Most important lessons I learned

I was born in Dhaka, Bangladesh. My uncle nicknamed me Caesar after Julius Ceasar and my grandma said I was like a bouquet of jasmine. So much for names for I don’t think I am sweet as jasmine or as strong as Ceasar. I was always different though. At a young age, I was influenced by the international trips my family took me as they opened my mind up to different cultures, people, food and even commerce. It was during these trips that I got the idea of buying shoes abroad and selling them in the local market at twice the price. I was 11. Those earnings went into a poultry farm I setup that gave multiples in return and in Grade 8 the things I read most were the Economist and my brother’s MBA books. So no surprise I was planning to go to UPenn for college to study business for college and work in Wall Street after. And one day when it came to finally choosing my major and school I was convinced that technology was the future. The day before I left for the US, my brother sat me down and gave me three books to better prepare me for the road ahead: The Godfather to learn about ambition, I’m OK, You’re OK to relate to other people and the Holy Quran to know there is something bigger than me. I remember I finished reading The Godfather before my plane landed and feeling quite invincible which lasted a total of few hours until the reality of being somewhere new all by myself sunk in. Studying Electrical and Computer Engineering at WPI was a big deviation from the plan and while it ended my dreams of becoming an investment banker, it would prove to be one of the best decisions of my life.

Couple of years later while I was working as an Engineer in Boston, I visited my friends in LA and Santa Barbara. It was practically icing in Boston and here I was smoking a cigar on my friend Ali’s balcony at 80 degrees after a beautiful drive on Highway 1. I told myself — you would be a lot happier here. I came back packed my bags and moved to Santa Barbara and picked a company that was willing to give me a job. While the initial decision to move was purely out of passion, over the next few years I built some amazing products for underwater imaging for commercial and defense applications. I was eager to learn everything and grew into the role of VP of Program Management managing teams across US, Denmark and the Netherlands. I teamed up with private equity to do a growth induced turnaround of the company. I was 28.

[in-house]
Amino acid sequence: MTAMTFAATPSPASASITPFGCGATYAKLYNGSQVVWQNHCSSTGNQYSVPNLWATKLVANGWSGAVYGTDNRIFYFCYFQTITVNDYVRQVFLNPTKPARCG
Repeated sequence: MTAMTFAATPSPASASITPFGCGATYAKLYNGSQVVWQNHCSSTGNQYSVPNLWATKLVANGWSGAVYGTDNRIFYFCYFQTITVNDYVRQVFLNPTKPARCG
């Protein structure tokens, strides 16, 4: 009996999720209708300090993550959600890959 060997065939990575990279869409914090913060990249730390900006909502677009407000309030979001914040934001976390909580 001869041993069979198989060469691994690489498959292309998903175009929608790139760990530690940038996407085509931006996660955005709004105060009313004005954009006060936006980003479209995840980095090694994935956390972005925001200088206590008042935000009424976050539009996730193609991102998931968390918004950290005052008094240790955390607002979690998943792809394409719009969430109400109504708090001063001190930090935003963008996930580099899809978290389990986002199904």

Next when one of the Board members was financing a SaaS startup I jumped on the opportunity and was eventually moved to the CEO role. I learned how to build good products, build sales teams and shape go to market strategy. As an entrepreneur, I next launched my own mobile social startup. It wasn’t always easy — when my startup was struggling — couldn’t help but doubt and wonder what if I had stuck to the plan — Wall St or gotten my MBA. That’s when I learned two very important lessons: first, I need to live my own life and not compare myself to others and second, I should always follow my curiousity to the next challenge.

When the opportunity at Sunrun came around, I was fascinated by the mission and the business model and was curious to see where it would take me and it’s been an exciting four years scaling the company through hyper growth. I often get the question what I learned most building startups: I learned that you can change the world and you can’t do it alone. You need friends, support of family, a strong network and most of all brilliant collaborators who are very different from you. Let’s just take my current role — I have benefitted from Chris’ ability to cultivate talent, Nate’s process thinking, Eric’s out of box intuitions, John’s able to solve complex problems, Suriya’s execution, Caroline’s collaboration and Mike’s pursuit of perfection. Diversity of intellect, culture, sex and background is what makes us grow.

And finally something even more personal. My dad passed away 12 years ago. What I remember the most about him is his ability to love unconditionally. It had a deep effect on me. And what I admire the most about my wife Maria is her ability to always see the best in people. I am not wired like either of them. But being on the receiving end, it’s an amazing feeling. And the other day I tried to follow their cue and told my 4 year old daughter what an amazing thing she was doing trying to draw circles (rather than critiquing her that the circle wasn’t perfect). The way she said with pride “Awww thank you Papaaa” melted my heart and I could appreciate the positive effect you can have on people when you don’t judge them and see the best in them.

In summary, the most important lessons I have learned are live your own life, follow your curiousity, make a difference in the world and surround yourself with as many different people you can. And I hope for everyone they receive unconditional love and are able to give the same.

(excerpt from my keynote at Sunrun Software Offsite 2017)